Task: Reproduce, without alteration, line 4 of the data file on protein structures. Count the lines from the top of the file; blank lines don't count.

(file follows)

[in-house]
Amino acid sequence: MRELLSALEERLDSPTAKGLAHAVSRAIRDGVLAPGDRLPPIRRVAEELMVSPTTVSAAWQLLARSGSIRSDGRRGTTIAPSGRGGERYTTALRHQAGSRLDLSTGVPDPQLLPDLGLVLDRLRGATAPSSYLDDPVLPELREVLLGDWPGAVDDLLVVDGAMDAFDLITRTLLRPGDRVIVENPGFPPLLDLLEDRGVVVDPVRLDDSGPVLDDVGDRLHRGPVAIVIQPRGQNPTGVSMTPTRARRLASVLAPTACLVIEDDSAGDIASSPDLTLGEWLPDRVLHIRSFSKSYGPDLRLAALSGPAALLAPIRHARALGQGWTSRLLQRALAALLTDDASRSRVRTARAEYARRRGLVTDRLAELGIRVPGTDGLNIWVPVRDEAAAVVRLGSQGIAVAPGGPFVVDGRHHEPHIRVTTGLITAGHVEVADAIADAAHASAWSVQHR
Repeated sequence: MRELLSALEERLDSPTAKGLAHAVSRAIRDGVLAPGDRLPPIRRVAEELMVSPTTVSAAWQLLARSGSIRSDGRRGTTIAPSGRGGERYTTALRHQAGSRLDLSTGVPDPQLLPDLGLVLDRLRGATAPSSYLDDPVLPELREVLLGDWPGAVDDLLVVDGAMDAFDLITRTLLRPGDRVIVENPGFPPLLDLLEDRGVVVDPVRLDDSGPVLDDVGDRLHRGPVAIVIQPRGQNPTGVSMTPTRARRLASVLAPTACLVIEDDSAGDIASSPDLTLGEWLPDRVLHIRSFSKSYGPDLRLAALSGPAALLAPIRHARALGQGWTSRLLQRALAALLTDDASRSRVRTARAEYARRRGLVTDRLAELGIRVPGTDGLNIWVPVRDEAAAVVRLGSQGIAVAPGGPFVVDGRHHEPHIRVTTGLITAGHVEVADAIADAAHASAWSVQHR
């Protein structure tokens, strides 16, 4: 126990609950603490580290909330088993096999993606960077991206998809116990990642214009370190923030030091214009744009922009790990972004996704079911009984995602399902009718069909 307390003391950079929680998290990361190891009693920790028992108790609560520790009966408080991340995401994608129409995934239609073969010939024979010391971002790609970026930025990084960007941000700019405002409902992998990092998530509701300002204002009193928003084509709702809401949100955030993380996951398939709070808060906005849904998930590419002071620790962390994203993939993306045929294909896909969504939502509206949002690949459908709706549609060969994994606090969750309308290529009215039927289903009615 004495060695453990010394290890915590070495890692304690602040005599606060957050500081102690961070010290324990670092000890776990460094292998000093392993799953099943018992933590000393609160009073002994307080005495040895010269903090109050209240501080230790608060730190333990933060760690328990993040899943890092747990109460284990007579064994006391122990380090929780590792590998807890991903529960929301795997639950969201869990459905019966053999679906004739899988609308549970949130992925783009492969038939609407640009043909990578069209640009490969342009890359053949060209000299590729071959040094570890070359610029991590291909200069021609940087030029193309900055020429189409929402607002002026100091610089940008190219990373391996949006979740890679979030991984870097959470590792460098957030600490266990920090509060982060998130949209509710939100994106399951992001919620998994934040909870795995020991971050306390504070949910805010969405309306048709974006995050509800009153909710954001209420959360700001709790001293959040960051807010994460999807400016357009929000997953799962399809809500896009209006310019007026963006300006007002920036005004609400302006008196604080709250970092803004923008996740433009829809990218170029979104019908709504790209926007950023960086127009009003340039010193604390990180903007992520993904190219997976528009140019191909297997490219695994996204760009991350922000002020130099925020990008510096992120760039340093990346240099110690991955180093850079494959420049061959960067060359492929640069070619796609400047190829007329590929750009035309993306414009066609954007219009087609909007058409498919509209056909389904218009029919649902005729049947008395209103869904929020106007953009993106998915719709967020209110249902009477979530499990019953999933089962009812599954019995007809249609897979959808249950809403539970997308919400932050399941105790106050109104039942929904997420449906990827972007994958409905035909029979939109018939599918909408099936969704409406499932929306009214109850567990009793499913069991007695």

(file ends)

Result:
């Protein structure tokens, strides 16, 4: 126990609950603490580290909330088993096999993606960077991206998809116990990642214009370190923030030091214009744009922009790990972004996704079911009984995602399902009718069909 307390003391950079929680998290990361190891009693920790028992108790609560520790009966408080991340995401994608129409995934239609073969010939024979010391971002790609970026930025990084960007941000700019405002409902992998990092998530509701300002204002009193928003084509709702809401949100955030993380996951398939709070808060906005849904998930590419002071620790962390994203993939993306045929294909896909969504939502509206949002690949459908709706549609060969994994606090969750309308290529009215039927289903009615 004495060695453990010394290890915590070495890692304690602040005599606060957050500081102690961070010290324990670092000890776990460094292998000093392993799953099943018992933590000393609160009073002994307080005495040895010269903090109050209240501080230790608060730190333990933060760690328990993040899943890092747990109460284990007579064994006391122990380090929780590792590998807890991903529960929301795997639950969201869990459905019966053999679906004739899988609308549970949130992925783009492969038939609407640009043909990578069209640009490969342009890359053949060209000299590729071959040094570890070359610029991590291909200069021609940087030029193309900055020429189409929402607002002026100091610089940008190219990373391996949006979740890679979030991984870097959470590792460098957030600490266990920090509060982060998130949209509710939100994106399951992001919620998994934040909870795995020991971050306390504070949910805010969405309306048709974006995050509800009153909710954001209420959360700001709790001293959040960051807010994460999807400016357009929000997953799962399809809500896009209006310019007026963006300006007002920036005004609400302006008196604080709250970092803004923008996740433009829809990218170029979104019908709504790209926007950023960086127009009003340039010193604390990180903007992520993904190219997976528009140019191909297997490219695994996204760009991350922000002020130099925020990008510096992120760039340093990346240099110690991955180093850079494959420049061959960067060359492929640069070619796609400047190829007329590929750009035309993306414009066609954007219009087609909007058409498919509209056909389904218009029919649902005729049947008395209103869904929020106007953009993106998915719709967020209110249902009477979530499990019953999933089962009812599954019995007809249609897979959808249950809403539970997308919400932050399941105790106050109104039942929904997420449906990827972007994958409905035909029979939109018939599918909408099936969704409406499932929306009214109850567990009793499913069991007695």